In a new advertisement, Wrangler, the jeans brand beloved by cowboys and your dad, wants to tell you that you are "more than a bum."
Oh, wait. Actually, they only want to tell you that if you're a woman... as if we didn't know that already.
Maybe their intentions were good, as the description for the video reads that Wrangler wanted to "create this rallying cry against female stereotyping." The ad clearly had potential, with a cast of women of various shades and shapes, including a woman in a hijab.
But unfortunately, this ad trying to tell women that they are "more than a bum" does so while focusing... almost entirely on the bum.
The ad opens with musical artist Kimbra standing at a DJ table, then follows her around a forest (because reasons) before she goes to meet the lovely cast of women Wrangler has gathered — activists, athletes, choreographers and so on. But then, things take a turn. These women start to tell us things we already know and, frankly, don't need to hear.
"You should be judged on your talent, your skills and what you're bringing to the table," one woman says (as if we don't already know that), before the camera pans to Kimbra's bum.
Though that's a lovely and certainly true sentiment, why are we getting told this? Chances are, women who have existed in the world for more than six seconds understand it.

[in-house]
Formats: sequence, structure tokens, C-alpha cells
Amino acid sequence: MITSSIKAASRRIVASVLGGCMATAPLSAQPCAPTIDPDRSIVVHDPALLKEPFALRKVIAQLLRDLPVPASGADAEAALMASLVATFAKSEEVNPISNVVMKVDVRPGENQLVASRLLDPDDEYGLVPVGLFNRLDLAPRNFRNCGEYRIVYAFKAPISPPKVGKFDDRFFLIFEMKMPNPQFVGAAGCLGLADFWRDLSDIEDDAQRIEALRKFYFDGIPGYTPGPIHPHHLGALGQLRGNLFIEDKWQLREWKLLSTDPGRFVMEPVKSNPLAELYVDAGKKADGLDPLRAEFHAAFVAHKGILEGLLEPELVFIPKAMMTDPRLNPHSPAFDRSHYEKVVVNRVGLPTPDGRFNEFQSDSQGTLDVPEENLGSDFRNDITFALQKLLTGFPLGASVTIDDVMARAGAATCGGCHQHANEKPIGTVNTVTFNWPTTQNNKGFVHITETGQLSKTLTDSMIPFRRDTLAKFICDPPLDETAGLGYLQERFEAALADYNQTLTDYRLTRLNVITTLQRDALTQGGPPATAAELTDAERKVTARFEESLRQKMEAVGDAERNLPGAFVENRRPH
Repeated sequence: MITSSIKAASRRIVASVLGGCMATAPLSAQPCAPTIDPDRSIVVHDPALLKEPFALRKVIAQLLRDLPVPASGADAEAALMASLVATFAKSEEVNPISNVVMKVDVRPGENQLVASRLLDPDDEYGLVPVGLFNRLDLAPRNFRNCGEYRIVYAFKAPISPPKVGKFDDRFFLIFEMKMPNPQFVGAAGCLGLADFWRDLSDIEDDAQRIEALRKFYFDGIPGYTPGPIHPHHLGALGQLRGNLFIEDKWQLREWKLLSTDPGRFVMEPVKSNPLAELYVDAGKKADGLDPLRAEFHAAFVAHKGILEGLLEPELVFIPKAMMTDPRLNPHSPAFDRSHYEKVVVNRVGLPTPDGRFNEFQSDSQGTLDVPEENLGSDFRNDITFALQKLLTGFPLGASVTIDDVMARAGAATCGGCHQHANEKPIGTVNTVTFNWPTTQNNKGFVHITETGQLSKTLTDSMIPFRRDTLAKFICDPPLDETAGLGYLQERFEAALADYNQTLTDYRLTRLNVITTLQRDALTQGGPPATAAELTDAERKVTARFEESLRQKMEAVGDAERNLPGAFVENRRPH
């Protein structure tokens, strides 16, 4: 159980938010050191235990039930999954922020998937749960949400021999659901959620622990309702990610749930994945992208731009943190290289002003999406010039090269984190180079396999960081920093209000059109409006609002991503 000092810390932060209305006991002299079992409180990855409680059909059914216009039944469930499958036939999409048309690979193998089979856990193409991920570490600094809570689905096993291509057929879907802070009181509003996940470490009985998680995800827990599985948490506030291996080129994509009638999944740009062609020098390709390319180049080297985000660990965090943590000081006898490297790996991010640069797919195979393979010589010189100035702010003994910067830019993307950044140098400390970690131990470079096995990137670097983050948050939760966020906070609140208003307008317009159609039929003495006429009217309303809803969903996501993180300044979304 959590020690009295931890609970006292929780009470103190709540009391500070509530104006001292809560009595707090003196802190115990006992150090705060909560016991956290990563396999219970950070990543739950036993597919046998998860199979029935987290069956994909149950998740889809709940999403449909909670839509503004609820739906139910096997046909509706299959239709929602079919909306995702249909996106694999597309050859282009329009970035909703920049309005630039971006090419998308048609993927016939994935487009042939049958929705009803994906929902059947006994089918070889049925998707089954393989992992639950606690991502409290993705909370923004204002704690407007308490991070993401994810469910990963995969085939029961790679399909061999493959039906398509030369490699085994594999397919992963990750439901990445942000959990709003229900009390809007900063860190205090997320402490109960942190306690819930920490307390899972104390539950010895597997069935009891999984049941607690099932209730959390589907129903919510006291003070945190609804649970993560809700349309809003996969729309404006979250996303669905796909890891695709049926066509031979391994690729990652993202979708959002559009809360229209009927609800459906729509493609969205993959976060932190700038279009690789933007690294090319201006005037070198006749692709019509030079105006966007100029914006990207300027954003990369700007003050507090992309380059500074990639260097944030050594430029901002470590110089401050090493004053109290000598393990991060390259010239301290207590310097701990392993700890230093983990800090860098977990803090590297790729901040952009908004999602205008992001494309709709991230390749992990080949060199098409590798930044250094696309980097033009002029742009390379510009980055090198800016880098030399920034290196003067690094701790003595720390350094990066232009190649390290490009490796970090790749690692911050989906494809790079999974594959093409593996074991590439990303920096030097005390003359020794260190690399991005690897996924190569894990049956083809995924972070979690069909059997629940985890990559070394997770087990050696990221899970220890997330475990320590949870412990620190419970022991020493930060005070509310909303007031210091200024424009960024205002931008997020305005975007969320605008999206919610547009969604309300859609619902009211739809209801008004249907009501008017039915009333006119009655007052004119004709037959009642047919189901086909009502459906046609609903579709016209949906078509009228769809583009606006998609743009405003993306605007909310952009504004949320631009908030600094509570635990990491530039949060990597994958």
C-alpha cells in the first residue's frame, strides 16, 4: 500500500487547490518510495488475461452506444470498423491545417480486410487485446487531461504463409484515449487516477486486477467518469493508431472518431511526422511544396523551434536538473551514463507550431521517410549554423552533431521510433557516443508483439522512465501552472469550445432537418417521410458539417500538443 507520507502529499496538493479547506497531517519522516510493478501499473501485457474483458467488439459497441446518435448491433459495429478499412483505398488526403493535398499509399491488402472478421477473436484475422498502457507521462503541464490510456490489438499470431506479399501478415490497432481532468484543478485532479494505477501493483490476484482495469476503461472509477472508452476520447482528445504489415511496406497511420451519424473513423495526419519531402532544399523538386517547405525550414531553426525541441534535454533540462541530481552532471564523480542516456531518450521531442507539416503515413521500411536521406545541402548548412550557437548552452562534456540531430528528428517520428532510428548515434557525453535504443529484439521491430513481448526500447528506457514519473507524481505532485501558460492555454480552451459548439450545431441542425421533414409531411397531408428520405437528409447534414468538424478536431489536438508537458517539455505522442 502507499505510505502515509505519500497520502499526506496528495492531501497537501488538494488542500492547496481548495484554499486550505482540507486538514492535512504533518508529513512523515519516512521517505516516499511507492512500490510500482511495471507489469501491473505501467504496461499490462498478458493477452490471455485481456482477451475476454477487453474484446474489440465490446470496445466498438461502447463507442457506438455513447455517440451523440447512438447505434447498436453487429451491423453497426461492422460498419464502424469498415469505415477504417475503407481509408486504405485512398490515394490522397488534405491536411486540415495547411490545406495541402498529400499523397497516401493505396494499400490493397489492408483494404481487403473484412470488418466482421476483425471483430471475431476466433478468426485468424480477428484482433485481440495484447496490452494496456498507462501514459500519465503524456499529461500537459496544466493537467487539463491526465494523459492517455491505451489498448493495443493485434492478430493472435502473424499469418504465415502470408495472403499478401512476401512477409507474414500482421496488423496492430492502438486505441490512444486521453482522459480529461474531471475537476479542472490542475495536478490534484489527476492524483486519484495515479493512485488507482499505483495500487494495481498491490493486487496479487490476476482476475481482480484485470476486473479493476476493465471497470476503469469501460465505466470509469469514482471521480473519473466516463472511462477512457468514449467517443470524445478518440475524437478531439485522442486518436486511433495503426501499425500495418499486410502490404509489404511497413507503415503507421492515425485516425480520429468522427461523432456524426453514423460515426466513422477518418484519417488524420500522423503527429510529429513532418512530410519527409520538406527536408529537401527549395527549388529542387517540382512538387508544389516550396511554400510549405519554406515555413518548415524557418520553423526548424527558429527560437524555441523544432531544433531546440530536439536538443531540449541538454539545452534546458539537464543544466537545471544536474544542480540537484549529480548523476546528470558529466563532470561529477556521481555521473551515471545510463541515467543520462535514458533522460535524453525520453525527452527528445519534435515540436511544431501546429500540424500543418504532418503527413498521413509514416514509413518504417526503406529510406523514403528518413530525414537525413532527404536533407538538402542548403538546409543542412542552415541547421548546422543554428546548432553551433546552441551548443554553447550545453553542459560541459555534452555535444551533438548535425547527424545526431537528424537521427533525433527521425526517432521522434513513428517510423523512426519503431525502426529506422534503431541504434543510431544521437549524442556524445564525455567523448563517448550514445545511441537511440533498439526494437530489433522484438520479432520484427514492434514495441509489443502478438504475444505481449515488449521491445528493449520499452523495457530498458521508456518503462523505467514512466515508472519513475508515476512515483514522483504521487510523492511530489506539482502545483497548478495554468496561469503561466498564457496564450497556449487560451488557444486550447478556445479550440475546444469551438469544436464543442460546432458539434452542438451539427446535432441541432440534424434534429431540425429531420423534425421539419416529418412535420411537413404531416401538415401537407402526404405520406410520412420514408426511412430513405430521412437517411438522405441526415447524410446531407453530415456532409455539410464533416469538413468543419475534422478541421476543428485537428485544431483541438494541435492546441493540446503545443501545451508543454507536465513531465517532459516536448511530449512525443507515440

Other bits of wisdom spewed out in this ad include, "One piece of you doesn't define you," (as if we didn't know), with the the camera holding steady on this journalist's bum.
"You can't control how you look. You can control how you feel," Paris Lees, an activist, notes. Actually, newsflash, you can control how you look.
Then there's this: "We will present something beyond just wearing clothes," the journalist says. (Obviously, yes. And, we know.)
And then: "You're enough as you are."
All of these statements, by the way, are mused over a song sung by Kimbra, which includes a chorus of women saying the word "bum" and then the line, "Ain't about what's behind me."
The end result is patronizing, like when Dove told women, "You're more beautiful than you think," as if that actually matters and as if women asked Dove at all.
At the end of the day, women don't need to hear these sort of faux empowering statements nearly as much as, say, companies that regularly sexualize and objectify women do. They're the ones that are telling us that we're not good enough, after all. So why can't these ads be directed toward them? Why can't someone send Sprite or Snickers a commercial that tells them, "Women don't like to be overtly sexualized and/or objectified"?
Why do women always have to be on the receiving end of uncalled for "compliments"?
Oh, but wait. There's even more to this campaign. At the end of the commercial, the hashtag #MoreThanABum pops up on the screen, encouraging women to explain why, exactly, they are more than a bum, as if we had any doubt about that at all.
As expected, Twitter is not having it.
Do better, Wrangler.
If you love to suffer, watch the entire advertisement below.